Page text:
Of course, there are many, many shots of Walden Pond where Thoreau built his cabin on land owned by the famous poet and essayist Ralph Waldo Emerson, who had become his mentor and, at various times, his host. Thoreau lived in the cabin for two years, writing about his experiences in a series of journals. The original cabin is gone, but it’s site is clearly marked by a memorial, and we do meet Richard Smith, the skillful Interpreter who looks and sounds like Thoreau as he responds to visitors in the essayist’s words. We also visit the Thoreau home in nearby Concord, which has been carefully restored and opened for tours.
My favorite section of the film deals with the “Essay on Civil Disobedience,” which I first read when I was in high school, but not in a class, where all that I can recall being told about him was that he was a poet and naturalist living beside a pond. I came to him backwards, from my interest in Gandhi and his campaigns of civil disobedience, learning that it was the American Thoreau whose Essay had a great influence on the Mahatma when he was in South Africa developing his nonviolent philosophy. One of the film’s many interviewees is historian Howard Zinn, who speaks about the Essay and the writer’s living up to his words by refusing to pay his poll tax. This lead to his arrest and incarceration in the town jail for a night. He was upset the next day when his aunt paid the tax for him, because he saw his act as a repudiation of the government’s support of slavery and of the Mexican War as an extension of that abomination. The filmmaker visually underscores the revolutionary nature of the Essay and his defiant act by frequent cuts to the Concord Bridge where the shots “heard round the world” were fired, as well as by a shot of The Declaration of Independence itself.
We learn of Thoreau’s visits to Maine, Staten Island, Cape Cod, as well as to Minnesota, some of which resulted in books filled with keen insights. Thoreau was working hard on his writings when in 1862 he succumbed to the tuberculosis which had plagued him off and on since his student days at Harvard. The film gives a quote from the eulogy that Emerson gave at his friend’s funeral. “No truer American existed than Emerson.” The film concludes with a series of short statements by the people whom we have met throughout the film, each displaying the lasting impact this 19th century American has had upon them in the 21st century.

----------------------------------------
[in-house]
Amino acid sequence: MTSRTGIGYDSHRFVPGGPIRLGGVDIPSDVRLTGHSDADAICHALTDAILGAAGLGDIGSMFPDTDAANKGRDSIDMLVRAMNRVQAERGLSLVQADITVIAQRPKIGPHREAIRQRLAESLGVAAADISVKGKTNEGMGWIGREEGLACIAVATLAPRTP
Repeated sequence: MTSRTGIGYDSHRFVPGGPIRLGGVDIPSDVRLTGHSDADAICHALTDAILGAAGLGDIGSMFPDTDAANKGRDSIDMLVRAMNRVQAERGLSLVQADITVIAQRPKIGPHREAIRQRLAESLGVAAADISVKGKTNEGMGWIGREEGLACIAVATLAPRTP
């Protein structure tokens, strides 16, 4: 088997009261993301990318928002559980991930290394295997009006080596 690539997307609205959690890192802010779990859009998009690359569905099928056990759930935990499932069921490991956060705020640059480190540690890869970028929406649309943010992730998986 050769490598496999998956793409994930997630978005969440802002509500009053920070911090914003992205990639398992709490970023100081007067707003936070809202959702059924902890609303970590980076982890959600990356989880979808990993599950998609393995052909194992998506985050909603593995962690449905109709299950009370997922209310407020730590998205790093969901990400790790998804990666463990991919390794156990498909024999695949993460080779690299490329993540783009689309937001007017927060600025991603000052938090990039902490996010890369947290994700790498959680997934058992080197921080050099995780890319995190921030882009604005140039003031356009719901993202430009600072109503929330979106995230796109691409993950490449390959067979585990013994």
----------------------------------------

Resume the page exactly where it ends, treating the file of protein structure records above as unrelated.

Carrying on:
Huey’s film provides a good companion to reading Thoreau’s works—indeed, I have been so inspired by the film that I’m starting to revisit the few works that I have read and launch into some less familiar ones. The film’s subtitle comes from one of the means by which he earned his living, that of a land surveyor. This portion of the film leads to an intriguing exploration of how he moved beyond boundaries, taking positions beyond the accepted ones. That he marched to “a different drummer” is seen by his delivering three different times his ardent defense of John Brown, this at a time when society condemned the insurrectionist as a dangerous traitor. Some of his friends and associates urged him not to champion the condemned man, but Thoreau was too much of an abolitionist to remain silent.
This is a DVD that should be in every library, personal or public. Thanks to its chapter headings making it easy to go directly to specific topics, it lends itself for use in classes and study groups. Maybe it will inspire and encourage a young person to take up the mantle of a prophet and speak to the sanctioned wrongs of our own times.
To purchase this highly usable film or find out where it might be screening, go to the “Films by Huey” site at http://www.filmsbyhuey.com/.
This review with a set of discussion questions is in the July issue of Visual Parables.